From 9-year-old art student to law school, Elkhorn City student on interesting trek
LEXINGTON, Ky. (UK Public Affairs) — Zachary Chaney is heading to law school in the fall. That’s not so unusual, but his journey might seem atypical.
Chaney graduates from UK in May, and in the fall, he heads to law school at Ave Maria School of Law in Florida, where he will study environmental law. The little boy auditioning for “The Wizard of Oz” in Elkhorn City has come a long way.
The Pike County company was run by then arts agent Stephanie Richards, currently a University of Kentucky fine arts extension specialist.
“I’ve always thought that having arts agents can make an impact, and I think you see this in Zach,” Kris Hains said. “I think the opportunities afforded to him helped him blossom into the person we are seeing in classes, who we are seeing as he goes to law school.”
In fourth grade, Chaney discovered ACT, the Artists Collaborative Theatre in Elkhorn City, and in doing so, found his voice.
At the time the 9-year-old Chaney discovered the group, they were holding auditions for “The Wizard of Oz,” one of his favorite movies. Of course, he had to try out. That show was the start of a whole new life.
“I walked in on that first day not knowing what to expect, and I don’t think I walked out of that building until I graduated high school in 2017,” Chaney said. “I had some part in all eight productions every single year. My main thing was acting, but if there was a show that didn’t have a role that fit me, then I ran tech, lighting, sound or house manager.”
Chaney learned a lot working with ACT, including discipline. He said Richards ran “a tight ship” and because of that he learned to take responsibility for his work. Theater also taught him to work with people.
“Just having that expectation of me being professional 100% of the time taught me how to network with people, and it taught me how to talk with people. Those are skills you don’t really get anywhere else,” he said.
Richards said that’s part of the power of the arts.
“When a young person is empowered with responsibility and expectations, they rise to the occasion. They rise to that level of expectation,” she said.
“We expected the most out of him and the other kids, and when he was empowered and he had that responsibility, he figured out how good he was.”
Perhaps this is where his interest in politics and community flickered to life. Richards said she always used the shows to teach life lessons about what was going on in the world.
“I was very open about real life struggles or about having a voice or about being a strong woman or young person,” she said. “That’s one of the philosophies that all the directors (at ACT) have; you have a place in this world and it’s a valuable place.”
When it came time to head to college to major in chemistry and ultimately become a doctor, Chaney was not sure that really was his true place in the world.
He liked science, but did he really want to be a doctor? Leafing through a list of academic majors he received during UK’s freshman orientation, he came across the College of Agriculture, Food and Environment and remembered that Richards and ACT were part of the UK Cooperative Extension Service, which was part of CAFE.
“I saw the Department of Community and Leadership Development, and I wanted to know more about that, because I had been interested in law and politics. If it weren’t for the arts and extension, I don’t think I would have known that the College of Ag houses a lot more than traditional agriculture,” he said.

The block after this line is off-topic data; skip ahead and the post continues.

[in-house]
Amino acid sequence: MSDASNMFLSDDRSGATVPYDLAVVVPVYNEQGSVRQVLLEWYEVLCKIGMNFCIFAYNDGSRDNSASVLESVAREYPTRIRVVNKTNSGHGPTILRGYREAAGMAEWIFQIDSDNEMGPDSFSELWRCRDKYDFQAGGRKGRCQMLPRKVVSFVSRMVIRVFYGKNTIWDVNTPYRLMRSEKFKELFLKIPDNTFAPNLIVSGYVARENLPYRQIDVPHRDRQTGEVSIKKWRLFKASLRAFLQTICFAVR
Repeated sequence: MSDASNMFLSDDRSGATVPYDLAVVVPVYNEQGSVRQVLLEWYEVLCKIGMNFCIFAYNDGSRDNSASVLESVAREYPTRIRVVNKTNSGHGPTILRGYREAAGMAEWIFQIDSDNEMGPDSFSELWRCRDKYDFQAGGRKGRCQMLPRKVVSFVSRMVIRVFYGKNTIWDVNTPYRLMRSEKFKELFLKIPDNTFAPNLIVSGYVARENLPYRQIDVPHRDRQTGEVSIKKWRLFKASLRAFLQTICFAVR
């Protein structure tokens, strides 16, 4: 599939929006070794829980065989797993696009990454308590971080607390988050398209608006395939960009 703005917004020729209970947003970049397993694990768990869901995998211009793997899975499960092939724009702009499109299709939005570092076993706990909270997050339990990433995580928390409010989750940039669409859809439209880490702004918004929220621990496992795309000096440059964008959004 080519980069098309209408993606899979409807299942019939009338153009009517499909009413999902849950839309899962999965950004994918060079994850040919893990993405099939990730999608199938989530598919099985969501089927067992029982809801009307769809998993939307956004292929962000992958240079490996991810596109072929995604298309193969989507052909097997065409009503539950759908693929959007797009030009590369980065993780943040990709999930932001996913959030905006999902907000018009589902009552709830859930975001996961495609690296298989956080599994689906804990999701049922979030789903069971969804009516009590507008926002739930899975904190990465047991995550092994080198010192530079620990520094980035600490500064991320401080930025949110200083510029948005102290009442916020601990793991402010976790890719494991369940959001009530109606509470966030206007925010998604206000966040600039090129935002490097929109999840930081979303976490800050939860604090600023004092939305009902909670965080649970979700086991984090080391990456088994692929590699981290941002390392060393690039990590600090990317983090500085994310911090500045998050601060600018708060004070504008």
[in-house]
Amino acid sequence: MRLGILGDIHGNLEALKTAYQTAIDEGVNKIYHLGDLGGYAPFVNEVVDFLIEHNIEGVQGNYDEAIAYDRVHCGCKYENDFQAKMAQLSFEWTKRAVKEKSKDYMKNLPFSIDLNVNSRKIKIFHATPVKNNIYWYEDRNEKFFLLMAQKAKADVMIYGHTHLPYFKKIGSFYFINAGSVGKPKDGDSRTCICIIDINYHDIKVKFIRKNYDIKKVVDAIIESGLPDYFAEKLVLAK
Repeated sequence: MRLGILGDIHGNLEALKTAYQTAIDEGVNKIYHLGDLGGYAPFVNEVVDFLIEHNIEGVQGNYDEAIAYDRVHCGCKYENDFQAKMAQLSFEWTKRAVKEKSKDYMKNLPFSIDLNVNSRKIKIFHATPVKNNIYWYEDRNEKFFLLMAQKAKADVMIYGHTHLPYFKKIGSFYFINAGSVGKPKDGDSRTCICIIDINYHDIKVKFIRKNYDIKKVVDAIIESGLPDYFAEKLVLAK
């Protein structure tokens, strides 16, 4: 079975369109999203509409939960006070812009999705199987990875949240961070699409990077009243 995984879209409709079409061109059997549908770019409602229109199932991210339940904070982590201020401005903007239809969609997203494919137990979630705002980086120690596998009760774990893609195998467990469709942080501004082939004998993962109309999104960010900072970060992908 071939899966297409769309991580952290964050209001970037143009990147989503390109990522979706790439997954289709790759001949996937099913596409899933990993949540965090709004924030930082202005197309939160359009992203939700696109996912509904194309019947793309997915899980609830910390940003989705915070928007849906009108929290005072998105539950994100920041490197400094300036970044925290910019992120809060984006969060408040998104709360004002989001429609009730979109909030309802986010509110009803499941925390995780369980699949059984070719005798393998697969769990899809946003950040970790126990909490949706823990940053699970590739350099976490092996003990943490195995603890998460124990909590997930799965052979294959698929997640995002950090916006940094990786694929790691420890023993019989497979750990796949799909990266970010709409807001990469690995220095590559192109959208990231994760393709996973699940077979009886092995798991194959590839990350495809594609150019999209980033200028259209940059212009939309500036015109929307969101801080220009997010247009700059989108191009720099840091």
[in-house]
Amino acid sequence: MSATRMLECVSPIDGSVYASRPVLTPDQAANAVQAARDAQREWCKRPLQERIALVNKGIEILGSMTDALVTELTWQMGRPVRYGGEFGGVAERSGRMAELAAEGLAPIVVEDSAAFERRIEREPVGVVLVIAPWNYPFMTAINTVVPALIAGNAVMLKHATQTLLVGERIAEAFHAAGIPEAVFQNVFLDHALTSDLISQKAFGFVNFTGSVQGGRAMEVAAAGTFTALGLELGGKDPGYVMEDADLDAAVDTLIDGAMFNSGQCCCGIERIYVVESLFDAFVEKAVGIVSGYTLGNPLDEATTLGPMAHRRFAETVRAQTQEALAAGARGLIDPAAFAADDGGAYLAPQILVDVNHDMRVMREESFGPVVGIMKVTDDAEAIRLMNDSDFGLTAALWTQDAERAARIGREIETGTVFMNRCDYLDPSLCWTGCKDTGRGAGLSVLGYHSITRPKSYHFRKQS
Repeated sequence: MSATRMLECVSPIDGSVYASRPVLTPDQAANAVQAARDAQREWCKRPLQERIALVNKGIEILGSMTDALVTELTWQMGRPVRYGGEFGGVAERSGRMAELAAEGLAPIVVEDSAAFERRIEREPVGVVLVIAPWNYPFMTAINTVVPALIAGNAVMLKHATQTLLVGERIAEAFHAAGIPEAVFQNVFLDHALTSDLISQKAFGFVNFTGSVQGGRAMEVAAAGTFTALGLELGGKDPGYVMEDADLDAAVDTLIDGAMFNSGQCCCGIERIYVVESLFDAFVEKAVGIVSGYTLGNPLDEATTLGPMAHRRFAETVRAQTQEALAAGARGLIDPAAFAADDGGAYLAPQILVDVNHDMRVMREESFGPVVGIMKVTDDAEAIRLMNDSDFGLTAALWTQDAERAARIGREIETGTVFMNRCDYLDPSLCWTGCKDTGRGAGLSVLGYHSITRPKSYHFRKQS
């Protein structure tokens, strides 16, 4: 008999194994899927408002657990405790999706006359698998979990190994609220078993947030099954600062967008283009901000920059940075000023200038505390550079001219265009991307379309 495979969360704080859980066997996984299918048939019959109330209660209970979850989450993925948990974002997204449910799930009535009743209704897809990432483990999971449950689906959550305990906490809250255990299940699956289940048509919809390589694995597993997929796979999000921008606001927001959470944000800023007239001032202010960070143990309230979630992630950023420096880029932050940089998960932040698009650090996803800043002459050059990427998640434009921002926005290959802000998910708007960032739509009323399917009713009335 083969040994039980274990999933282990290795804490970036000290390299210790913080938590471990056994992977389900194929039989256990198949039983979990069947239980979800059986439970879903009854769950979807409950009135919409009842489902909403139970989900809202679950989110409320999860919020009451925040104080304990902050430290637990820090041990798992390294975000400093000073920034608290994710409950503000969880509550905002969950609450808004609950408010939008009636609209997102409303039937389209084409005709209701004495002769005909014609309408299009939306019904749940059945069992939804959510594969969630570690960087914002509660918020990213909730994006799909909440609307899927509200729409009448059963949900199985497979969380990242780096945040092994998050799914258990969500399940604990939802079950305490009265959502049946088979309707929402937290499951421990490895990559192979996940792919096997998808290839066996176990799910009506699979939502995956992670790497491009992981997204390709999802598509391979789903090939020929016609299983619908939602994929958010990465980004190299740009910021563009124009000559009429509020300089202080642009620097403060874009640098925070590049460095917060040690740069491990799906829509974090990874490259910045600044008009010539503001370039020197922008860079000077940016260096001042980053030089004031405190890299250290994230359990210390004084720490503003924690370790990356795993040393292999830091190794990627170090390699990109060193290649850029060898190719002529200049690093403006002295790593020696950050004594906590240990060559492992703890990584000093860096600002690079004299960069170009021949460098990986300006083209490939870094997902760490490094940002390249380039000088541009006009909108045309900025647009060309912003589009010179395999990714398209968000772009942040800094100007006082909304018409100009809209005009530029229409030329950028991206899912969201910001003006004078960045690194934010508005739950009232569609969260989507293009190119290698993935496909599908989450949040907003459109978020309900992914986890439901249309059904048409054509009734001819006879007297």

It turned out to be a good decision.
“I really love leadership. I love community and working in community. Community theater was a huge part of that, how you get into a community and how you give back. I really thought CLD was a fit, and it turns out that after four years, it’s like my second family,” he said.
Chaney credits a lot of his growth during college with two professors he considers his mentors, associate professors Kris and Bryan Hains.
He took Bryan Hains’s Learning in Society class, and Kris Hains’s Organization Leadership class. On occasion, he stopped after class to talk to her about current issues.
“That’s when we pulled him into the Innovations in Community Engagement class. It’s a place where you can apply what you’re learning in class directly to a project that really makes a difference in a community, and he was all about that. He did a fabulous job,” Kris Hains said.
“He’s now in my Ethics in Leadership class, and it has turned into much more than having discussions outside of class and talking about future careers. He’s very passionate about not only politics, but the environment.”
Chaney has taken advantage of the many opportunities the college offers its students, as well as some he encountered outside academia. He worked part-time for 2 1/2 years at the university’s Maine Chance Farm, which houses the college’s horse program.
“I had never been around horses, much less worked with them, but I needed a job, so I went out to talk with the manager. I told him, ‘I have absolutely no idea what I’m doing, but if you’re willing to take a chance, I’m willing to work,’” he said.
And work he did, caring for the horses, mucking stalls and even being on 24-hour call to help with foaling.
He also started as an unpaid volunteer in a wetland restoration program run by the U.S. Department of Agriculture, which led to another paid part-time job helping with the legal documents in land acquisition.
In his spare time, Chaney is deeply involved as a lector and member of the LGBTQ+ ministry at Historic St. Paul Roman Catholic Church in Lexington.
“I see his true passions lying in social justice, where he wants to make true change in that capacity,” Bryan Hains said.
“He’s taken it to a whole next level, so how he is not only a barrier-breaker, but how he is a leader for others to follow. I think that’s the most important story to tell.”